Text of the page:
Peshtigo River Water Levels & Conditions
The Peshtigo River bridge gauge located on the NE corner of the bridge has become the standard means of measure for the “Roaring Rapids” section of the Peshtigo River. These numbers simply represent a “stick in the water” so to speak. Many summer rafters have never seen the river running in positive numbers and many spring rafters have never seen the river in negative numbers. Many people looking at the gauge numbers for the first time are often confused by the significant changes which can occur from day to day and week to week or by the “negative” numbers which are often seen in the summer months.
The gauge numbers themselves have changed throughout the years, each time the bridge had been replaced, so has the gauge. The original gauge was started many years ago by placing 1-inch marks up and down from the bottom of the first drain tile outlet on the bridge. Drain tiles are a series of discharge pipes that are designed to relieve the excess pressure against the retaining walls of a bridge by draining the water which seeps into the ground. Each time the bridge had been replaced so was the drain tile, and the drain tile was usually not in the same place so the gauge readings shifted a little. Fortunately the bridges aren’t changed that often so the gauge readings stay consistent for quite some time.
One other thing to note, the drain tiles are designed to drain the excess ground water into the river. These tiles are usually situated above the normal average flow level of the river. With the drain tile representing a zero on the gauge it is easy to see how or why we can run in the negative numbers. Think of negative numbers as the norm and positive numbers as a bonus!
Picture of Bridge Gauge
The USGS has since placed a gauge of there own at this location which measures the river in csf (cubic feet per second) as well as height in feet (they also use a different benchmark which makes the translation between the two difficult). Their gauge is approximately 4 feet higher than the bridge gauge and although the USGS gauge has been in place for many years and can be accessed in real time via the internet, everyone still refers to the old bridge gauge as the standard for river conditions. We update our readings every morning during rafting season. There are links to the USGS Website listed at the top of the page.
High Water Alert Peshtigo River
From time to time we may post a “High Water Alert” on our blog page. This High Water Alert refers to the Peshtigo River water levels and often times the Menominee River will also be running at higher levels as well. The high water alert does not necessarily mean that the river is at flood levels or that the rapid conditions are severe. It simply means that the water is at optimum levels for whitewater rafting. We will post the high water alert on our blog whenever the Peshtigo River water level reaches +10 or higher. This is the bank-full water level on the Peshtigo River.
To better understand what the water levels mean, just look at the river gauge chart above. As you can see, the high water alert level is just the beginning of some awesome water and great fun! There is no real way for anyone to accurately predict what the water level will be on any given day throughout the year. Typically the water is at it highest in the Spring months (April-May), then the level gradually decreases as the summer runs on. The river levels can rise as much as 4 inches for every 1-inch of rain that falls into the water shed and cam fall up to an inch per day when there is no rain. That is until the river reaches -3 on the gauge. Then the river only loses 1/10th -1/20th of an inch per day.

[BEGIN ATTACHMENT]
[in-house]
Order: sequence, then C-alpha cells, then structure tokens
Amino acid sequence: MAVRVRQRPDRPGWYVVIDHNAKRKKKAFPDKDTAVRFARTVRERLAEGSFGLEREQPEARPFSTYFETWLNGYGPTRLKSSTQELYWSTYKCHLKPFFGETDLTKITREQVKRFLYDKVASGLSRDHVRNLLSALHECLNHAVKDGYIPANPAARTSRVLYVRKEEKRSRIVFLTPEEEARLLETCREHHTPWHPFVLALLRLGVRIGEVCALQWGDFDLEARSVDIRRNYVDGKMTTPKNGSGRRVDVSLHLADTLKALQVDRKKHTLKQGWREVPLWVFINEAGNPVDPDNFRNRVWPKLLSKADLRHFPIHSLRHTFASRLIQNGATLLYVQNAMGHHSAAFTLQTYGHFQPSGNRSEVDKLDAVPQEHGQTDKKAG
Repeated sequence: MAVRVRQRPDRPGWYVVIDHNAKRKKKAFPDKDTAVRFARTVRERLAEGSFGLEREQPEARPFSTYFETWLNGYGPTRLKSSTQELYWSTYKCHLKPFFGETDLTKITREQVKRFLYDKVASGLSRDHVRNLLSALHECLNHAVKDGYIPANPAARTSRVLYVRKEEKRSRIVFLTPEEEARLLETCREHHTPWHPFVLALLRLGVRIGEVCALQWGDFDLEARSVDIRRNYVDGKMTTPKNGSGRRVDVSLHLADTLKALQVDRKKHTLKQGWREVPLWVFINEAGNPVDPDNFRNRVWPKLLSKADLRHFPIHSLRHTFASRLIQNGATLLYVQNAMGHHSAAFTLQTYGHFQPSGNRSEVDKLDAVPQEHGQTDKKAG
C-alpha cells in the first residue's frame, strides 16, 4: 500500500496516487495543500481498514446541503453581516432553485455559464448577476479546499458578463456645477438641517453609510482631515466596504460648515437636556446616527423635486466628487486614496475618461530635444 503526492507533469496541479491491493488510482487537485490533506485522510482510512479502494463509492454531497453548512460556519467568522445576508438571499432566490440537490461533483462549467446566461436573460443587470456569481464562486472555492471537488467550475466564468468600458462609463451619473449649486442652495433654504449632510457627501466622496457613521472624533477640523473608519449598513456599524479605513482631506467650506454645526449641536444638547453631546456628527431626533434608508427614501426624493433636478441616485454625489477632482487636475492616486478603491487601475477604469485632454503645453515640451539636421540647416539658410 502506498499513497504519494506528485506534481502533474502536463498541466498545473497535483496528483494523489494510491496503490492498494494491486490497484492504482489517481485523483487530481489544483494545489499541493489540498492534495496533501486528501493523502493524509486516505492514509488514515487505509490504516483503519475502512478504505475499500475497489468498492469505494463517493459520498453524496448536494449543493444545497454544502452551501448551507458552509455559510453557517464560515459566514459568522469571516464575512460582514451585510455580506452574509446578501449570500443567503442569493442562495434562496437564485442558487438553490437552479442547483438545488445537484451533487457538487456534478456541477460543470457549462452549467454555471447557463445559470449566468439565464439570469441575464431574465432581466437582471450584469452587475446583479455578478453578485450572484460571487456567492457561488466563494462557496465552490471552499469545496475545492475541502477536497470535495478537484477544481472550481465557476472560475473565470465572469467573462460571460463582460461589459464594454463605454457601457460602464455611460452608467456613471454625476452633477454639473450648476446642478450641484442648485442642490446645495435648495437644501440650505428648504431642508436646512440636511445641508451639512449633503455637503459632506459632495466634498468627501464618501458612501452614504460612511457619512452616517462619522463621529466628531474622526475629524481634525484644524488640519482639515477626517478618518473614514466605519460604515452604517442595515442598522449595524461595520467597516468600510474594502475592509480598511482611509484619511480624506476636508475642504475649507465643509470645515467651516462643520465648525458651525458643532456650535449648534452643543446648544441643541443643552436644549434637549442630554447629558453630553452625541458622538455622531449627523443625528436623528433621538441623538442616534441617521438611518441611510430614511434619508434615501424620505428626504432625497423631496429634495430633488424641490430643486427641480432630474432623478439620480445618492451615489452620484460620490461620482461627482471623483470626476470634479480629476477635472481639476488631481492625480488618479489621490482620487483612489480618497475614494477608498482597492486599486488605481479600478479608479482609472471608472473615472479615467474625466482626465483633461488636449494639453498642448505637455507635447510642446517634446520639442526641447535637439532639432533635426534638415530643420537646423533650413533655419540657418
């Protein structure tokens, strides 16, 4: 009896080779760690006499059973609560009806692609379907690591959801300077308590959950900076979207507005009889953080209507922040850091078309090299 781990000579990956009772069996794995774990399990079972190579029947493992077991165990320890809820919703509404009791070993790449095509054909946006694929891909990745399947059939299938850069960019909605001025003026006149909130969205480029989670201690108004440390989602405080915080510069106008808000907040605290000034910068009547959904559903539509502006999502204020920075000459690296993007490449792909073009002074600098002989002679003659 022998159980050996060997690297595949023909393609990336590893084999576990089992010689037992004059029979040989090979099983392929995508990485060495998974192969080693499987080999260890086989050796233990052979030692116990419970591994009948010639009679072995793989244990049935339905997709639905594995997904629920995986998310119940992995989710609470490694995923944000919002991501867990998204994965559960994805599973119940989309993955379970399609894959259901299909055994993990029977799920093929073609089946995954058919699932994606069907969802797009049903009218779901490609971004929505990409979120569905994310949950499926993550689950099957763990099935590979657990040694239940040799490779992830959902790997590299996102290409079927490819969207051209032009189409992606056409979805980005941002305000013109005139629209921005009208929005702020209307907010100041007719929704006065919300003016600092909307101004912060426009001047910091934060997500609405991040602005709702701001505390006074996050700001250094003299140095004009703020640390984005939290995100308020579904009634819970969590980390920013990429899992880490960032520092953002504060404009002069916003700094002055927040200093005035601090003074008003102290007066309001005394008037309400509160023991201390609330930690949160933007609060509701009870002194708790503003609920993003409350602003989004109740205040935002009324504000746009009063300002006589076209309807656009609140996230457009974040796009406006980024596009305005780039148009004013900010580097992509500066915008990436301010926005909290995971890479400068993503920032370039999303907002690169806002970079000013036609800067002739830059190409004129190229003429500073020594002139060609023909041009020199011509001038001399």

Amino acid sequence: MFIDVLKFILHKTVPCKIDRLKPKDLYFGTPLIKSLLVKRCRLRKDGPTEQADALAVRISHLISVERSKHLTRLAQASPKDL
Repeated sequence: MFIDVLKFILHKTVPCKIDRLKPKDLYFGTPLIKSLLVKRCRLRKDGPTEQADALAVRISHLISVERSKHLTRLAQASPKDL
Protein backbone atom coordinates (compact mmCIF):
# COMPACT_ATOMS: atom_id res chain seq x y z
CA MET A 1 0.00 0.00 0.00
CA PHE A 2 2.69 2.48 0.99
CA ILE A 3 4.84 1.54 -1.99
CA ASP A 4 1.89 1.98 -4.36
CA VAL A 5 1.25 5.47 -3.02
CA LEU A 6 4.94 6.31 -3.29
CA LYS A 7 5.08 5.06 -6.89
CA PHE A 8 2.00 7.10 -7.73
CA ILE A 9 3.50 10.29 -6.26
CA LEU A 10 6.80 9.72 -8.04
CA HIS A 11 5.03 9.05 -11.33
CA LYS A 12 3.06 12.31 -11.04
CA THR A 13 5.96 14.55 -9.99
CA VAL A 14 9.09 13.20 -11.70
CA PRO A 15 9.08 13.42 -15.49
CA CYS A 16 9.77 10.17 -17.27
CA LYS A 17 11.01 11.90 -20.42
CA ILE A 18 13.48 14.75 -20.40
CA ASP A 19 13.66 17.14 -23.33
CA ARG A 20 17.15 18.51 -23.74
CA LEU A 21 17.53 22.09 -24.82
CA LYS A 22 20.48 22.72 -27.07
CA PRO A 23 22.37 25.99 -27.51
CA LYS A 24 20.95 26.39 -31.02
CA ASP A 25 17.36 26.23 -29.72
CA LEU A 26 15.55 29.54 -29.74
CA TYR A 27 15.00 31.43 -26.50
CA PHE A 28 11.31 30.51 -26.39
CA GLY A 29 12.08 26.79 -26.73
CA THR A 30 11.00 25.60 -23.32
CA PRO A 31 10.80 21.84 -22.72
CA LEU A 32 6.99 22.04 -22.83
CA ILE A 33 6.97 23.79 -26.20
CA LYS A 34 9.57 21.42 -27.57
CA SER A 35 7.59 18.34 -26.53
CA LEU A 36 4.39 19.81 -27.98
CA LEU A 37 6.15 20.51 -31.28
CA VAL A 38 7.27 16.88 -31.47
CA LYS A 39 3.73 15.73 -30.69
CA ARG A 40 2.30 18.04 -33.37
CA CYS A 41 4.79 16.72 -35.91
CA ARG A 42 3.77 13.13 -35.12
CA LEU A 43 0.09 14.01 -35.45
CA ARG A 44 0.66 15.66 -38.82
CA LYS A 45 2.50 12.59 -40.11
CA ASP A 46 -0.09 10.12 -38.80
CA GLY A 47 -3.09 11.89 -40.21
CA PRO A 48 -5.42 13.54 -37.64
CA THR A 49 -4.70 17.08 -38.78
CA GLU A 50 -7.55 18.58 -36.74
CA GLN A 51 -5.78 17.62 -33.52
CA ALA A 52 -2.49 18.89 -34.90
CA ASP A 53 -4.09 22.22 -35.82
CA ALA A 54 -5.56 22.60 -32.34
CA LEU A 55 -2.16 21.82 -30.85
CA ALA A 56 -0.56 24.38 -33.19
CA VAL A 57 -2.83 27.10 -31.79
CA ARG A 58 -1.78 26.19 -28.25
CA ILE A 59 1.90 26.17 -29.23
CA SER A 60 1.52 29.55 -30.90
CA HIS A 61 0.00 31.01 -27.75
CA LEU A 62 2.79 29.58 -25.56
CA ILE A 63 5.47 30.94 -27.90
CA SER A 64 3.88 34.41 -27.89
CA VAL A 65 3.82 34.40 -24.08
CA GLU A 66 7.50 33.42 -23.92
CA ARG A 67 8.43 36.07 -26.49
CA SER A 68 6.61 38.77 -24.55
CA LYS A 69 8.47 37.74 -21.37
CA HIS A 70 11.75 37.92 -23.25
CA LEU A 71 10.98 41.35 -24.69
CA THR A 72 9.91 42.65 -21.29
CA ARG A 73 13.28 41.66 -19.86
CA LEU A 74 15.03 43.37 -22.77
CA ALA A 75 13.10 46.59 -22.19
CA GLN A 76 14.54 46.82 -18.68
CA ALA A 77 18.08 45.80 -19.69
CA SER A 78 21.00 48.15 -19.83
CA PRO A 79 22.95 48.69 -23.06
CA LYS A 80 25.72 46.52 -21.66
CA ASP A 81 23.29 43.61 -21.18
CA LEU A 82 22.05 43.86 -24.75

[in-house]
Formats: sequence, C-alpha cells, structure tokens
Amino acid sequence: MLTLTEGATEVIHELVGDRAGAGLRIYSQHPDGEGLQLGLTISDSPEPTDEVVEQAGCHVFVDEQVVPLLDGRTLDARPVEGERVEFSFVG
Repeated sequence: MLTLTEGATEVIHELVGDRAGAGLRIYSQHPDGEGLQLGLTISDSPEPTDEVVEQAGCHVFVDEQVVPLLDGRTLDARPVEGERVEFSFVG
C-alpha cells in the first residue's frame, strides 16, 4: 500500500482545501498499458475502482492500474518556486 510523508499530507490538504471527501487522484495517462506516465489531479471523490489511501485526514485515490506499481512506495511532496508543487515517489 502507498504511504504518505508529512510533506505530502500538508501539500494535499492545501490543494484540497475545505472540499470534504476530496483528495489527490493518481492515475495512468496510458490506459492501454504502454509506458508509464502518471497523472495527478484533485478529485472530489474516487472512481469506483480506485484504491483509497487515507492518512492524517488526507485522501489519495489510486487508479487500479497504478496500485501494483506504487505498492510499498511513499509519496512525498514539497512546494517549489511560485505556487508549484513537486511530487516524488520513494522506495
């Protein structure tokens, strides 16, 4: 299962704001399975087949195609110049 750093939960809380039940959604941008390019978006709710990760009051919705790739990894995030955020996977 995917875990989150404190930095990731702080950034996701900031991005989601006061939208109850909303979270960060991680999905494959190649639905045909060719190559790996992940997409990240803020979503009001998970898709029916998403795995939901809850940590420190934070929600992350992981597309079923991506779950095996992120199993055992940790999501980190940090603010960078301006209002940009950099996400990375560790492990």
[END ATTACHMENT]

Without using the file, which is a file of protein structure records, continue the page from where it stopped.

There are many other factors that effect the water levels such as snowfall, accumulated snow and ice on the ground, ice levels in the river, frost depth and the ground water table levels. We have seen high and low water at all times of the year and there is no time when the river will consistently be at a certain level. For that reason, we are always prepared to run a variety of different sized rafts to help ensure the best possible run at any level. The chart above is designed to give you an idea of the size of raft we are most likely to run with at different water levels. There are other factors besides water levels that we also take into consideration when determining the size of raft and number of people in each raft. Factors such as size, condition and experience levels of the rafters as well as the temperature, weather and water conditions also play a role in determining raft size and number of rafters per raft.
River Classification Scale (class I-VI)
Very easy, small uniform waves with little or no obstructions and little or weak currents.
Longer series of waves, stronger currents with some obstructions, some paddle skills and river reading required.
More difficult with larger and irregular waves of 3 feet or more, powerful currents, eddies and more difficult routes to determine and navigate. Requires physical stamina and skill. Rafters should be experienced or under the supervision of an experienced outfitter.
Very difficult! Long irregular rapids with powerful waves and currents, dangerous rocks and/or hazards with boiling eddies, powerful and precise maneuvering as well as good physical stamina and advanced paddling and river reading skill required. Recommended portage!
Extremely Difficult! Exceedingly difficult, long and violent rapids following each other almost without interruption, riverbed extremely obstructed, large irregular drops, violent currents with strong hydraulics and souse holes, very steep gradient and unmanageable shoreline. Mandatory Portage! Only for the very experienced!